• I work diligently to identify for everyone what the underlying needs might be. I write them on one sheet of paper, regardless of positions, so that everyone can see and join the commitment. I always name needs in terms of what someone wants to create, what’s important to them, or what is their dream, rather than in terms of positions, what “should” happen, or what is not working.
• I support people in evaluating proposals relative to needs that have been named, with the aim of reaching a proposal that can address all the needs.
• I guide the process of reaching an actual decision through a series of questions that check people’s willingness at different levels, until a decision is reached that everyone is willing to embrace, even if it’s not their preferred outcome.
I never see it as my job to tell a group what decision to make, though I have often participated in crafting proposals based on needs that had been identified.
Veto, Blocking, and Minorities
I have heard people raise two key issues in regard to the dilemmas of holding minorities within a consensus process. One is the frustration about there being a small group, sometimes even one person, who can block a decision from happening, a frustration that arises from the desire for efficiency, movement, or trust, among others. Conversely, I have heard grave concerns expressed about people being pressured to go along with a decision even when they are in disagreement because of the fear of judgment of them if they chose to block the decision. In this context I have heard people express the hope that majority voting changes these dynamics, even a sense that minorities are respected when they have the opportunity to vote their dissent without thereby blocking the process.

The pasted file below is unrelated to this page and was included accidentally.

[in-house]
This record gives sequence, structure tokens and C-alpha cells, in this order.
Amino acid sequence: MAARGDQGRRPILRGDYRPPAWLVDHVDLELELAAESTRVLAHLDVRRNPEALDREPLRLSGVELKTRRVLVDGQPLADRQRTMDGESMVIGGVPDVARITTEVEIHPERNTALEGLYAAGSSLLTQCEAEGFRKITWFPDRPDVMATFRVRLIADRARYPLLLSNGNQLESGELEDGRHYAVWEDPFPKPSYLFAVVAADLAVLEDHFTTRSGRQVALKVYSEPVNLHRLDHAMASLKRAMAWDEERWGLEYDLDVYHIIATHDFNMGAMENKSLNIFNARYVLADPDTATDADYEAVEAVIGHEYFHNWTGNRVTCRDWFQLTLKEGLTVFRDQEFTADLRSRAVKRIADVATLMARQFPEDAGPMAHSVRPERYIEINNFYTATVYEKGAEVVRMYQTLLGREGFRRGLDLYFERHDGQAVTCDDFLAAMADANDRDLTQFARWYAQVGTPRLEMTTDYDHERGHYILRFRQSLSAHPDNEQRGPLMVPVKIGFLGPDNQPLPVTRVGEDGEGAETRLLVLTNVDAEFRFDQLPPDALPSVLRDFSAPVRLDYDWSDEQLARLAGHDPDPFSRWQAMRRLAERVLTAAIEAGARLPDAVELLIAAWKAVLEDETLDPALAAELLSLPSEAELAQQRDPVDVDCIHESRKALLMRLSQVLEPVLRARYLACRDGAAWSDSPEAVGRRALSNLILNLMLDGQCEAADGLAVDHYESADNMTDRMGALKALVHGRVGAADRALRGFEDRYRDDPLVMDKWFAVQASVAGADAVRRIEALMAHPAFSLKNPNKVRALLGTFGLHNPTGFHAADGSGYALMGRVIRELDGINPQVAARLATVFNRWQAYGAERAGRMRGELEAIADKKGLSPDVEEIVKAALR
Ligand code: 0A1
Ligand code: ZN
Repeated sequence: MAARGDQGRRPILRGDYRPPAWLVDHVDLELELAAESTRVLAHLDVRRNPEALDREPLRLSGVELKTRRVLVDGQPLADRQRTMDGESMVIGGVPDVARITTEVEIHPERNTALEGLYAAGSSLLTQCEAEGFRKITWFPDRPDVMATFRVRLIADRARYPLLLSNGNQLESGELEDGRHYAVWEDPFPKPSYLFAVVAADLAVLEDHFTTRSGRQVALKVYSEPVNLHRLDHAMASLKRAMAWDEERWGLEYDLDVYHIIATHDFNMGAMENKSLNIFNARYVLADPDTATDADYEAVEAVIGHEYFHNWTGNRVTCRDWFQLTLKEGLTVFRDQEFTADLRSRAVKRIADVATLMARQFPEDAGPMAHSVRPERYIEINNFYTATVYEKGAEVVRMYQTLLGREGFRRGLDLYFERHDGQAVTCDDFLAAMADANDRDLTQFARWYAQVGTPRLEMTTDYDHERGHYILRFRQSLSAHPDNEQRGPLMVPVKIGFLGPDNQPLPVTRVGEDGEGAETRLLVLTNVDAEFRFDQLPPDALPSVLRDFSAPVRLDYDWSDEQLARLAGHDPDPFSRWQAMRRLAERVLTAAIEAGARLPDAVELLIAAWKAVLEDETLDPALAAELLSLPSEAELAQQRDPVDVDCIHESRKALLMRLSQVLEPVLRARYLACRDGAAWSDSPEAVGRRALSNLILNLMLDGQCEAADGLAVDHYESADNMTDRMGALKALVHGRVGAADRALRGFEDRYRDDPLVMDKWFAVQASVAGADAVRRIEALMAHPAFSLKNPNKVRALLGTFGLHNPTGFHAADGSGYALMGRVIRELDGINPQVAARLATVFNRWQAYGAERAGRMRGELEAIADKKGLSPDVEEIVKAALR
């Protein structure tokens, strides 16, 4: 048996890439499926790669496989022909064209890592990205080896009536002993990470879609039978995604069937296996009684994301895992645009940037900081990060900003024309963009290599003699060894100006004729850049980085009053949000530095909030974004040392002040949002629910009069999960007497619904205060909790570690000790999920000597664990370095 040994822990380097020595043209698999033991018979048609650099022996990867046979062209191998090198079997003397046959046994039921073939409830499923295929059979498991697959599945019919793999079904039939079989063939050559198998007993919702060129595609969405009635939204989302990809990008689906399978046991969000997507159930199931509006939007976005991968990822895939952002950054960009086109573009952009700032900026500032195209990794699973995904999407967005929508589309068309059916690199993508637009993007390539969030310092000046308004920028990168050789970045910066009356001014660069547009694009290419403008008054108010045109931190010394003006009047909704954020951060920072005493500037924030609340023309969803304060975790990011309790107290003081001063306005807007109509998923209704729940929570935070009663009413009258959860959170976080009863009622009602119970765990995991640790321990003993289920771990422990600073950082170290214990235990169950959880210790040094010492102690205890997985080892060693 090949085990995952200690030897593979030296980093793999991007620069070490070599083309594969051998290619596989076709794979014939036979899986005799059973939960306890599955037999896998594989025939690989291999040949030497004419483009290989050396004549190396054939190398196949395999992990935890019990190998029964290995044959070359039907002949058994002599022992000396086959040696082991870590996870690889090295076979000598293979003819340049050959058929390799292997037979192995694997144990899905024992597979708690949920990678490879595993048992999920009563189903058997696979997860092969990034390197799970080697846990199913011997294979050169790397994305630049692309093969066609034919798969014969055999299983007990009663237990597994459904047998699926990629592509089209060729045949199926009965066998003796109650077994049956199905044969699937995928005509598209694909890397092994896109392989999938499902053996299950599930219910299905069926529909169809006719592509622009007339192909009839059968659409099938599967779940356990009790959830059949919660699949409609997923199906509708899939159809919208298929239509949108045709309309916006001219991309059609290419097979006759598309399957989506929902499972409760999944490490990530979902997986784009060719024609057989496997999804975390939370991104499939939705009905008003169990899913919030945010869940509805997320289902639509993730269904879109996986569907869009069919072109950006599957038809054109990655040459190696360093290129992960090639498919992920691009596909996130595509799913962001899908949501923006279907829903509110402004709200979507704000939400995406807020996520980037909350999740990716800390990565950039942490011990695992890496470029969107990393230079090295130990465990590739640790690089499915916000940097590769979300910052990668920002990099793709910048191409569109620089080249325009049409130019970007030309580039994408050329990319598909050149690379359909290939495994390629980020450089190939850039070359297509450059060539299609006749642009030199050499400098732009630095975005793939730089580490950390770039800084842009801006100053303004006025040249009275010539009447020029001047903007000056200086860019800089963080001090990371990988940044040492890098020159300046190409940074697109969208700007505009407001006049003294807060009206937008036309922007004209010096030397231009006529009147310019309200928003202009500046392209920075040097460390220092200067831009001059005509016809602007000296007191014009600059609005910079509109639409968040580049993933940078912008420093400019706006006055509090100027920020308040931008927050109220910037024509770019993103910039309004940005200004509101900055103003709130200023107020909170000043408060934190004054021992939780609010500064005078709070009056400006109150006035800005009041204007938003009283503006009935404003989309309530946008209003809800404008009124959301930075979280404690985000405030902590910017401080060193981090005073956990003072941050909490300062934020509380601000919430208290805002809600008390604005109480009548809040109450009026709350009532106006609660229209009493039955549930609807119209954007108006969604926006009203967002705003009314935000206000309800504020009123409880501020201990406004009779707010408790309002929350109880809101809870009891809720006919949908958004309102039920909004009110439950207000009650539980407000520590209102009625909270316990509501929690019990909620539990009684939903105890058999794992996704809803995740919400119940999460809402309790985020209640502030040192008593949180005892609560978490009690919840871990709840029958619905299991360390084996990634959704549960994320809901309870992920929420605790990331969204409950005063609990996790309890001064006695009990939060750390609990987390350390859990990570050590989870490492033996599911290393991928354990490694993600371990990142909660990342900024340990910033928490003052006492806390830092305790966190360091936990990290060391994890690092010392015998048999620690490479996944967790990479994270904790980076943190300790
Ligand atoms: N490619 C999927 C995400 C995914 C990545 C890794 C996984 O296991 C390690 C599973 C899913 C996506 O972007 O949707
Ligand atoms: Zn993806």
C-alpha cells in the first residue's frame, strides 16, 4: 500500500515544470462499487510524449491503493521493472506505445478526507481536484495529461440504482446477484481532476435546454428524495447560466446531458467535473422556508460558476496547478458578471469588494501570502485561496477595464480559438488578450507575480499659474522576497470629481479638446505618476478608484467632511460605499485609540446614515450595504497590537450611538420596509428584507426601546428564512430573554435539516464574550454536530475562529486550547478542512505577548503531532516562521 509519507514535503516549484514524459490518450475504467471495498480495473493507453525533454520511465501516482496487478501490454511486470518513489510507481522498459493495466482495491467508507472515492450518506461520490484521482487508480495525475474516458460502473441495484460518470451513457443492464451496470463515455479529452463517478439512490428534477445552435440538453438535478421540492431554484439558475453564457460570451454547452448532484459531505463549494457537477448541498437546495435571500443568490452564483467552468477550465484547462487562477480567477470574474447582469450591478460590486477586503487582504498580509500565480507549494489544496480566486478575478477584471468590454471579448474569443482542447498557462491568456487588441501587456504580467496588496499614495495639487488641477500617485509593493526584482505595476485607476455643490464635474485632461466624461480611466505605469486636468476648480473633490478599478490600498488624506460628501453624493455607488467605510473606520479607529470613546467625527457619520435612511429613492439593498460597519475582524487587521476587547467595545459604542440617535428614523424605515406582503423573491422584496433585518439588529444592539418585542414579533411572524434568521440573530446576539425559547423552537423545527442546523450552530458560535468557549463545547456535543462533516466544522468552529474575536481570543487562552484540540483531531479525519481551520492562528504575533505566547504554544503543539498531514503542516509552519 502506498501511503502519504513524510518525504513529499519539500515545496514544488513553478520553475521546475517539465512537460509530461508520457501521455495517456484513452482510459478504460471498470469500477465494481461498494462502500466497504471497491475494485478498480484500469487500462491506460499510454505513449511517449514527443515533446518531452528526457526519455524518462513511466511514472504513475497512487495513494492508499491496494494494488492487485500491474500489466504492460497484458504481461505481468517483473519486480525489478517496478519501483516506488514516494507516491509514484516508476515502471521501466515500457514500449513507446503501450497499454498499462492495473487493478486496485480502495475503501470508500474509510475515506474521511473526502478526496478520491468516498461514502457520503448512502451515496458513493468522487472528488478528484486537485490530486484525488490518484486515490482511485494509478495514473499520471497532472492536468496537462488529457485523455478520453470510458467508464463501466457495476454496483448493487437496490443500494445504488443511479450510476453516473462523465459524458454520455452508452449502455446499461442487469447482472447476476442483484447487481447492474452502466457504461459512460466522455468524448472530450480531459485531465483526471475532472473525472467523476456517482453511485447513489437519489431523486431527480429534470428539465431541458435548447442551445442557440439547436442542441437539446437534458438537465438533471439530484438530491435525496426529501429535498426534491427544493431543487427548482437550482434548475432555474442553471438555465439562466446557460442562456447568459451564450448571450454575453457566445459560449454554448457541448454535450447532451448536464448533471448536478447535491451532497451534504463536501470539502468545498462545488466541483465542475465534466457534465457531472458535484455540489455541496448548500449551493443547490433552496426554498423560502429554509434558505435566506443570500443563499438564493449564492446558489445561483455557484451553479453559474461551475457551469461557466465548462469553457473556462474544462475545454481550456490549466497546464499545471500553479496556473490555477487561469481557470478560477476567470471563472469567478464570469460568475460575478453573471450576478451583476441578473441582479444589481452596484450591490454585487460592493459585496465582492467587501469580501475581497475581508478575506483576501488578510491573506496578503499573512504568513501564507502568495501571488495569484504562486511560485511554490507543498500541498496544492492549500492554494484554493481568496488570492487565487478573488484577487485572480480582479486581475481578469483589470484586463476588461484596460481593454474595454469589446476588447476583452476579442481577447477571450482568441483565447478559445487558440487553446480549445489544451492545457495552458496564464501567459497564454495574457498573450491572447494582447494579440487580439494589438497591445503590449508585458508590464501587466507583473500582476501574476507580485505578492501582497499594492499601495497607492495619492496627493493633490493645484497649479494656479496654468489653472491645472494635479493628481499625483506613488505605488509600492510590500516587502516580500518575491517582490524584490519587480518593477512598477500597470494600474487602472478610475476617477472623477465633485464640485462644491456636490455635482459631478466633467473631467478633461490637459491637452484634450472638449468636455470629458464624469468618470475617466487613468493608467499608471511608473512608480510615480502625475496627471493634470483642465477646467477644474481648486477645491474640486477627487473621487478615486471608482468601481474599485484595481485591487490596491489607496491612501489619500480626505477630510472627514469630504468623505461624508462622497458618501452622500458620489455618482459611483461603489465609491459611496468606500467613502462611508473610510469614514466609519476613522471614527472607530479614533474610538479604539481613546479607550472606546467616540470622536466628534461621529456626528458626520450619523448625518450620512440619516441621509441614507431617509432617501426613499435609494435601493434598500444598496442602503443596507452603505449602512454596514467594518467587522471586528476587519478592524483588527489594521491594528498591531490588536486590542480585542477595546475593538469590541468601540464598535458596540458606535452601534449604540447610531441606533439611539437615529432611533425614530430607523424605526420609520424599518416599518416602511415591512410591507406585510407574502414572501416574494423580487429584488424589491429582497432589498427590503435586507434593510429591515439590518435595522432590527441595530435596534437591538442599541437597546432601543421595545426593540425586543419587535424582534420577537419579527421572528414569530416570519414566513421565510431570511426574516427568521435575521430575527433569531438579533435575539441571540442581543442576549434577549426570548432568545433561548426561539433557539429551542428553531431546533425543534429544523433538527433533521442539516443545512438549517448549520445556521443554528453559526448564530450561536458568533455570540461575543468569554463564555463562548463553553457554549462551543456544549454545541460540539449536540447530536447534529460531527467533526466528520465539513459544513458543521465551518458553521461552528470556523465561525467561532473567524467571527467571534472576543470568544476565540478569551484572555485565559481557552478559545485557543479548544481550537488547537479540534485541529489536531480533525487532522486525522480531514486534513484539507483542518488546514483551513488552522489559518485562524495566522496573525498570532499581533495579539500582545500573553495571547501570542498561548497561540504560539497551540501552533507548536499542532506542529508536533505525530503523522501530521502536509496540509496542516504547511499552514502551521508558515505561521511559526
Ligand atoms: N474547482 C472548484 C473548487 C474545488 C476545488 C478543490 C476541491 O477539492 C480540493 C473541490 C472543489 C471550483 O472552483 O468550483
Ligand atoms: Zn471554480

From the vantage point of the process I have created, and especially with the transformative power of dialogue that aims to bring people together, expressing a dissenting view gets depolarized through the finding of shared human needs that everyone subsequently owns. I have both found people willing to express their concerns, as well as others willing to hear them, when a facilitator can maintain a relaxed attitude of trust in the process. In fact, the process of surfacing the concerns, issues, and underlying needs is one of the key building blocks towards a decision that is attentive to more and more needs and is therefore more likely to lead to robust agreements that are kept by everyone, because they know they matter and are part of the whole.
This coming weekend, Nov 5-6, I am offering a 2-day training in group facilitation, including an entire day focused on the decision-making process I mention here. I would be honored and moved to have people from any occupation movement attend this training and engage with me about whether and how these insights can be applied in the complex and ever-changing context of these movements. The training is called “No One Left Behind: Facilitating Efficient and Productive Meetings.” I am not thinking this is the only way to go. I am thinking of it as a way to go. May this movement find all the necessary support to move forward towards the vibrant dream of a world that works for all of us.